Understanding the Nature of Collapsed Subsurface karsts: Analogues from the Tropical Karst Regions

Chow , Weng Sum (2012) Understanding the Nature of Collapsed Subsurface karsts: Analogues from the Tropical Karst Regions. In: ESTCON - ICIPEG 2012, June 12-14, 2012, KLCC, Kuala Lumpur.

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Karst is a distinctive landform that results from the dissolution of carbonate rocks, and the dissolutional process is considered to be an important geologic phenomenon that may lead to the formation of karst reservoirs. The process of burial, compaction and diagenesis is believed to transform subaerial multiple karst caves into coalesced collapsed paleocave systems, but it is hypothesized that large passage caves of tropical karst regions can be evidence for the existence of large scale collapsed single cavern. In order to comprehend the mechanism of formation and dimensional increment after burial, a tropical karst cave was surveyed and world largest passage caves were considered. It is inferred that, not only deep burial of paleocave systems that result interconnected fractures and coalesced breccias, rather such phenomenon can be manifested if large cave passages are subjected to burial. Moreover, because of the presence of immense speleothem deposits that typify tropical karst areas, we suggest that additional cave facies, i.e. massive to slightly fractured speleothems, to be included in the pre-existing paleocave facies classification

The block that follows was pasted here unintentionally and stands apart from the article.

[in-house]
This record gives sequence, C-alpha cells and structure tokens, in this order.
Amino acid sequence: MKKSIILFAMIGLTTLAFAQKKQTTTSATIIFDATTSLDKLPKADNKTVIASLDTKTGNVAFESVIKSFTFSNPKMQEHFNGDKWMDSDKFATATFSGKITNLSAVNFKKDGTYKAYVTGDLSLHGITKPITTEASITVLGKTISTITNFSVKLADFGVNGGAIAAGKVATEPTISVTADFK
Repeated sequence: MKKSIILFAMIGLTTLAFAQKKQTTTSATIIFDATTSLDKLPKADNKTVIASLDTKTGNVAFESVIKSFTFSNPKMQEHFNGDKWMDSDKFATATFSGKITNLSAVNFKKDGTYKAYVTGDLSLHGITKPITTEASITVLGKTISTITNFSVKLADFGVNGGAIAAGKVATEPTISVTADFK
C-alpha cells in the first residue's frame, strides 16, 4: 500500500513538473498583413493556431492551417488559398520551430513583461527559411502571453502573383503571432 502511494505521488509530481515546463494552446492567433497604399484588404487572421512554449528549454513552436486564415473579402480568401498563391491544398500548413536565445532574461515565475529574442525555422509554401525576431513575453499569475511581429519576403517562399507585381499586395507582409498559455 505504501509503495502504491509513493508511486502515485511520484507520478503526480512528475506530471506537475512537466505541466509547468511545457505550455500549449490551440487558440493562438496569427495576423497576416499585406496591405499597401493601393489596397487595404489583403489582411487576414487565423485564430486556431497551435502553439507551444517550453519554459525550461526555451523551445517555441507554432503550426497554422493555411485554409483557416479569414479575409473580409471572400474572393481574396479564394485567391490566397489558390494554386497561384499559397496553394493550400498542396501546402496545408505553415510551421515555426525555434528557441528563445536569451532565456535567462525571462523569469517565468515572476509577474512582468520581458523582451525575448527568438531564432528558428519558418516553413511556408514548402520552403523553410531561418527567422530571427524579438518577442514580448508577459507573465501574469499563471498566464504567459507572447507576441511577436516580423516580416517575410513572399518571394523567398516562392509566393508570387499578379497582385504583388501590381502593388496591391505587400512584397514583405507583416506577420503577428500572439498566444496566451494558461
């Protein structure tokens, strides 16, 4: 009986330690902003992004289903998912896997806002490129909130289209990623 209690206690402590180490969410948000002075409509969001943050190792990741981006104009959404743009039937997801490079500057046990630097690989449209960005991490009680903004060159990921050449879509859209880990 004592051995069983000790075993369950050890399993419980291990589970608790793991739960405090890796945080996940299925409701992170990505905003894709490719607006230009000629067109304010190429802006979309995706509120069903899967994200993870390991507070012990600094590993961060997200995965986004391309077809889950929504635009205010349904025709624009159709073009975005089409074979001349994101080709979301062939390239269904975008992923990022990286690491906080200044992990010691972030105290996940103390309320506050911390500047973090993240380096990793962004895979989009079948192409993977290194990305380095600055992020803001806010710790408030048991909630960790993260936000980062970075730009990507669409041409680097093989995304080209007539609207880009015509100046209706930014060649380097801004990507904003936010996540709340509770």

Item Type:Conference or Workshop Item (Paper)
Subjects:Q Science > QE Geology
Academic Subject Two:Geoscience
Academic Subject Three:petroleum engineering
Departments / MOR / COE:Centre of Excellence > South East Asia Carbonate Center
ID Code:8144
Deposited By: Assoc Prof Dr Chow Weng Sum
Deposited On:18 Sep 2012 01:31
Last Modified:20 Mar 2017 02:06

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